Deep Purple keyboardist Jon Lord, who played with the pioneering hard rock band from their formation in 1968 through his retirement in 2002, died in London today from a pulmonary embolism after a long battle with pancreatic cancer. He was 71.
Lord co-founded Deep Purple in 1968 and co-wrote many of their biggest hits, including "Smoke on the Water," "Black Night" and "Strange Kind of Woman." The band initially had a softer sound, scoring hits with covers of Billy Joe Royal's "Hush" and Neil Diamond's "Kentucky Woman" in 1968. The next year they recuited new singer Ian Gillan and quickly developed their signature hard rock sound on classic albums like Machine Head and Fireball. During this time the group regularly changed members, with Lord being one of the few constants.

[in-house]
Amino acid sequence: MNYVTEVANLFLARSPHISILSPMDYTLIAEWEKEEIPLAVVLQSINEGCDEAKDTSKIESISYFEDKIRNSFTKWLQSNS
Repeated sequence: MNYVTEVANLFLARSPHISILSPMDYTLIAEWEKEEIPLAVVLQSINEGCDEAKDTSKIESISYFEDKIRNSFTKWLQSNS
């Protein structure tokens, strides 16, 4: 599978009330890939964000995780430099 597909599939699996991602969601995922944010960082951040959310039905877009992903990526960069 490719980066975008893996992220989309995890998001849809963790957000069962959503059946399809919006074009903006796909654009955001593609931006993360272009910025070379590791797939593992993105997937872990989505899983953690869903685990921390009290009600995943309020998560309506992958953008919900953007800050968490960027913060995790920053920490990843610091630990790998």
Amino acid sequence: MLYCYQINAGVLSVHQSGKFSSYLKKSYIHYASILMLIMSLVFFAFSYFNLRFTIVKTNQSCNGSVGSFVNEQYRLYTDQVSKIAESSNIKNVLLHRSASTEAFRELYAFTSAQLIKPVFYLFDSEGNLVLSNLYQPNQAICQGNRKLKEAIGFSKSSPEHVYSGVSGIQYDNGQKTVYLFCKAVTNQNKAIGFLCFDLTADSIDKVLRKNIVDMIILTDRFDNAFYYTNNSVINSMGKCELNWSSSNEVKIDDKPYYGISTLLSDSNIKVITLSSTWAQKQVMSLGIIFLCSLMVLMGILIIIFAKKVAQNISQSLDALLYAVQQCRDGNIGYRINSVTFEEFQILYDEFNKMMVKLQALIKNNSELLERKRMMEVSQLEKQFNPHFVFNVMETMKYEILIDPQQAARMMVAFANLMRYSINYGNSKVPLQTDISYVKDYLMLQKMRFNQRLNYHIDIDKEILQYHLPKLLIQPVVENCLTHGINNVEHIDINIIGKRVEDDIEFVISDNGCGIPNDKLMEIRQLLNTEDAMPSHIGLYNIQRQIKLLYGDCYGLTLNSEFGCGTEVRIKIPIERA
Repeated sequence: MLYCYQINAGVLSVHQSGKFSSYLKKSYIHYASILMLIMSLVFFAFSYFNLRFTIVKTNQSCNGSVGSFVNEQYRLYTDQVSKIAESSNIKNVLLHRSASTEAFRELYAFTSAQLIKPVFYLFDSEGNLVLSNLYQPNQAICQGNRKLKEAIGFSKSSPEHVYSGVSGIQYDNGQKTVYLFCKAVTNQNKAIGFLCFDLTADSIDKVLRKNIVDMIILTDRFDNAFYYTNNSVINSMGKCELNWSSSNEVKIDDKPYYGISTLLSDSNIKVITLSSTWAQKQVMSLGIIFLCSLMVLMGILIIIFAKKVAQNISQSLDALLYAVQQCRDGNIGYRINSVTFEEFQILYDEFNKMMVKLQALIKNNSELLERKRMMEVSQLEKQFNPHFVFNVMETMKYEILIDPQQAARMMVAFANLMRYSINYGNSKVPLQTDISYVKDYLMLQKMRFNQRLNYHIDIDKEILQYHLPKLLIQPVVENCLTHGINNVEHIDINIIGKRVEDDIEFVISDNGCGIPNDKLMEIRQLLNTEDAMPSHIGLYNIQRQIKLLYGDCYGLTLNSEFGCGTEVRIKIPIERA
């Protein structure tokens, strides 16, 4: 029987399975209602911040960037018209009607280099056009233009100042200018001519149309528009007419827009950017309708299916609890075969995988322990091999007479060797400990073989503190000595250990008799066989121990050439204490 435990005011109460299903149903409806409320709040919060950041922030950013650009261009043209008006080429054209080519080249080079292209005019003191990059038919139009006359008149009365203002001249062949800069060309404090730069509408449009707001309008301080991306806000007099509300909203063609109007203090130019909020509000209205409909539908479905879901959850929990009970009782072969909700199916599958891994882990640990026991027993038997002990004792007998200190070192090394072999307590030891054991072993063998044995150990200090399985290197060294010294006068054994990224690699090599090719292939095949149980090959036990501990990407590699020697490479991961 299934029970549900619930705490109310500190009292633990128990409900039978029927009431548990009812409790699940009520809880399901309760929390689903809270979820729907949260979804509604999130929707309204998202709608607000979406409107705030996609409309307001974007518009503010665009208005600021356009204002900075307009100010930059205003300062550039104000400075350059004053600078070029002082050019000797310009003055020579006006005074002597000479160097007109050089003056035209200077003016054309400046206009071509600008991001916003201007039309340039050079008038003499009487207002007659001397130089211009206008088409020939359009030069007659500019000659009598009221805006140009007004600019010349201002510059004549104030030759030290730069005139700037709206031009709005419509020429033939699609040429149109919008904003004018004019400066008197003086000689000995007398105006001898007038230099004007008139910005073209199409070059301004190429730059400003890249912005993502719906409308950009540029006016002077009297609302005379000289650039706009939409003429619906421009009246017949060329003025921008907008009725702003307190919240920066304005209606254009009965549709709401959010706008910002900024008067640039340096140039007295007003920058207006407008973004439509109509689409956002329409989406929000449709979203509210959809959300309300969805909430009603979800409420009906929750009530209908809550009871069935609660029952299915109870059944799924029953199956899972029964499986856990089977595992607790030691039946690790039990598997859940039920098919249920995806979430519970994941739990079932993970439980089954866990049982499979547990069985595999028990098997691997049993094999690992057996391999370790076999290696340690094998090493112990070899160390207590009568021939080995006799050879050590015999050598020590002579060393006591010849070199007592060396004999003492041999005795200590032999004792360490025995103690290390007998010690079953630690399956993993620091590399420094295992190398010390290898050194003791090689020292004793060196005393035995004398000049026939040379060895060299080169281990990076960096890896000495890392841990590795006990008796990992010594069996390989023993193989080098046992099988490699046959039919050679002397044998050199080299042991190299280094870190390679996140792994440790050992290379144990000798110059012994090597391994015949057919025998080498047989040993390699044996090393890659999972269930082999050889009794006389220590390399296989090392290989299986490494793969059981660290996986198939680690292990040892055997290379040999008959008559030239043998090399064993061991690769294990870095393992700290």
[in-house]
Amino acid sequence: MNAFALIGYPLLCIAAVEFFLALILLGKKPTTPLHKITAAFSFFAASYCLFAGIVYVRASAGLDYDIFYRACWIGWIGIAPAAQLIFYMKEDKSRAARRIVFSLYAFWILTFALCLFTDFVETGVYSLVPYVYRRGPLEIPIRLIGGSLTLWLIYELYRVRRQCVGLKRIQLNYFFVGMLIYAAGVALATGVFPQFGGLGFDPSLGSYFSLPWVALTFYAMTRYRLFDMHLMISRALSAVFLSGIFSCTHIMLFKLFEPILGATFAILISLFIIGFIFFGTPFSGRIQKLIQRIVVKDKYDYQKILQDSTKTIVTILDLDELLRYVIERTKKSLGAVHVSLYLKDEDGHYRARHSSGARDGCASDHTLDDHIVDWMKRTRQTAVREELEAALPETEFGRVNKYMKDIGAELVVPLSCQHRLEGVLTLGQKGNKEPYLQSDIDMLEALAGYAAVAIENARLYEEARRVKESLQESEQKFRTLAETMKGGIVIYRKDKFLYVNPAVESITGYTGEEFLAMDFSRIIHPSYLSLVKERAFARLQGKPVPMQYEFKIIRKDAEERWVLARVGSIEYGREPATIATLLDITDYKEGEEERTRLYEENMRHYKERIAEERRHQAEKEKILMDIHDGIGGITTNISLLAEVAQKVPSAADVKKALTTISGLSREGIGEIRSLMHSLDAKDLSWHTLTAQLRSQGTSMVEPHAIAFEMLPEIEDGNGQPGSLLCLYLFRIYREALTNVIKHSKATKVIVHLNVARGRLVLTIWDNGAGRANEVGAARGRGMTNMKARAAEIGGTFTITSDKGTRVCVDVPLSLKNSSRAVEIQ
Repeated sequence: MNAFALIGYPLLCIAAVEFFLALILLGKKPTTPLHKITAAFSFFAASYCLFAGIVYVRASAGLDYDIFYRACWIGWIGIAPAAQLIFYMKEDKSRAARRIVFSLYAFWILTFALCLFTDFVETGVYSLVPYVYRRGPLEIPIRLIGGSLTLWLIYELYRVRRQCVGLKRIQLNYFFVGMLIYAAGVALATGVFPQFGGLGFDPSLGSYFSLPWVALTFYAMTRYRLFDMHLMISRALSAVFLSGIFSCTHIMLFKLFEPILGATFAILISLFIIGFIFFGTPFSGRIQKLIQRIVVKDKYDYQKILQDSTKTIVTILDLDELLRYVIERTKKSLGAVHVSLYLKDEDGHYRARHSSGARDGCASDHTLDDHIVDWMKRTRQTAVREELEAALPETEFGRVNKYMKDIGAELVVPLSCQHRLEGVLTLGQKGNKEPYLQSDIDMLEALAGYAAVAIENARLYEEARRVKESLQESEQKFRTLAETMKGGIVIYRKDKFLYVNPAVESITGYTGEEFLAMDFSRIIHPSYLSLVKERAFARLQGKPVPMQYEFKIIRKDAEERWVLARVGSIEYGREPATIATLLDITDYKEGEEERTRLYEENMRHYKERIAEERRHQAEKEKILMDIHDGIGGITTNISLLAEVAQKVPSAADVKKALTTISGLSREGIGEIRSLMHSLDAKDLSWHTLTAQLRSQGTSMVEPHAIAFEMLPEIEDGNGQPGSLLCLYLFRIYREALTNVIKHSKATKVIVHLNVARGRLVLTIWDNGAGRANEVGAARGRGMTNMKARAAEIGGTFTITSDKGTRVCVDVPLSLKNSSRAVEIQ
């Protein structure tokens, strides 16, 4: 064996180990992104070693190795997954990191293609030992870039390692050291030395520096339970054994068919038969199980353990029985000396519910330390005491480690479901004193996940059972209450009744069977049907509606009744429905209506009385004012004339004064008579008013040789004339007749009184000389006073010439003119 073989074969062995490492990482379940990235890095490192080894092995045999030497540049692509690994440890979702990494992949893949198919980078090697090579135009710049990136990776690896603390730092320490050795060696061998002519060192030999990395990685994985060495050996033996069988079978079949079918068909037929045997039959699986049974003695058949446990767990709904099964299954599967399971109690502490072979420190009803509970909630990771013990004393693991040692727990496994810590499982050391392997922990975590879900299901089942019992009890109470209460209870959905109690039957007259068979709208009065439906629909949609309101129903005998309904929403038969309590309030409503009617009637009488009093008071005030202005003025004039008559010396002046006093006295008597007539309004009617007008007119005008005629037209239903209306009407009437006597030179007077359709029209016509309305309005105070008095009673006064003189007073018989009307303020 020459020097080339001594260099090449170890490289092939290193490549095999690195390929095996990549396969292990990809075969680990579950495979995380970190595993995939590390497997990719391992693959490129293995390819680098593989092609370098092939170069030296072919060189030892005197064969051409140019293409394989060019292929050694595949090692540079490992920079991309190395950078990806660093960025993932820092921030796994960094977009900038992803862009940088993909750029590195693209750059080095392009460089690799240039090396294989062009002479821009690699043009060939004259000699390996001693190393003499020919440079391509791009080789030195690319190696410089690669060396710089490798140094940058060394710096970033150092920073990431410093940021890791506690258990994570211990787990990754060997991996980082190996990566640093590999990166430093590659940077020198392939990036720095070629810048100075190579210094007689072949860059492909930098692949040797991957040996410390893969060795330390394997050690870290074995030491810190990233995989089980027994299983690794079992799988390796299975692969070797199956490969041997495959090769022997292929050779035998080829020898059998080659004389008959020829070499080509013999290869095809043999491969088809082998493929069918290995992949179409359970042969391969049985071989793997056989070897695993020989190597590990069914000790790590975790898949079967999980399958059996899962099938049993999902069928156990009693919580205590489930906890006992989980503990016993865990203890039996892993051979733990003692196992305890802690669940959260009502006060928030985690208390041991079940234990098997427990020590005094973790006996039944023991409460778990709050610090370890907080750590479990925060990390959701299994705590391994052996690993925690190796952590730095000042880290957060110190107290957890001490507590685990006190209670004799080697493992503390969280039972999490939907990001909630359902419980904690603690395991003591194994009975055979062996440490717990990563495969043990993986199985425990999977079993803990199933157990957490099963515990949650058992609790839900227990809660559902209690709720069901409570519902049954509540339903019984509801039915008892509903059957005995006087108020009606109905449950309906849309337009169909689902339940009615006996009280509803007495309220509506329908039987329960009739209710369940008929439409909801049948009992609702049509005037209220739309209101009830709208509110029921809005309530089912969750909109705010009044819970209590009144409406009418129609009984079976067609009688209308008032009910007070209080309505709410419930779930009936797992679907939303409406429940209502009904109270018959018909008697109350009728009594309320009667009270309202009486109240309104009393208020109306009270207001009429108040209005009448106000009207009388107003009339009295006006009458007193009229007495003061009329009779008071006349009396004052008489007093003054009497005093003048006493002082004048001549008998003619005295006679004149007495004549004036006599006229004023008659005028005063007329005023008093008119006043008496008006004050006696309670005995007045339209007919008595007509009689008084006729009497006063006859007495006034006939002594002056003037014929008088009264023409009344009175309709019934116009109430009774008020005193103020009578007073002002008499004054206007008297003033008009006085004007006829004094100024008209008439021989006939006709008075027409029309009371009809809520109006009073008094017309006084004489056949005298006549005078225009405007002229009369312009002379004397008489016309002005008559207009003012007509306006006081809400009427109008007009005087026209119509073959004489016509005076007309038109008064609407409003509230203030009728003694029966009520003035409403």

Two years after the group split in 1976, Lord began a six-year stint in Whitesnake. He also guested on albums with some of the biggest names in rock, including George Harrison and David Gilmour. He rejoined Deep Purple when they reformed in 1984, and stayed with the group in 2002.
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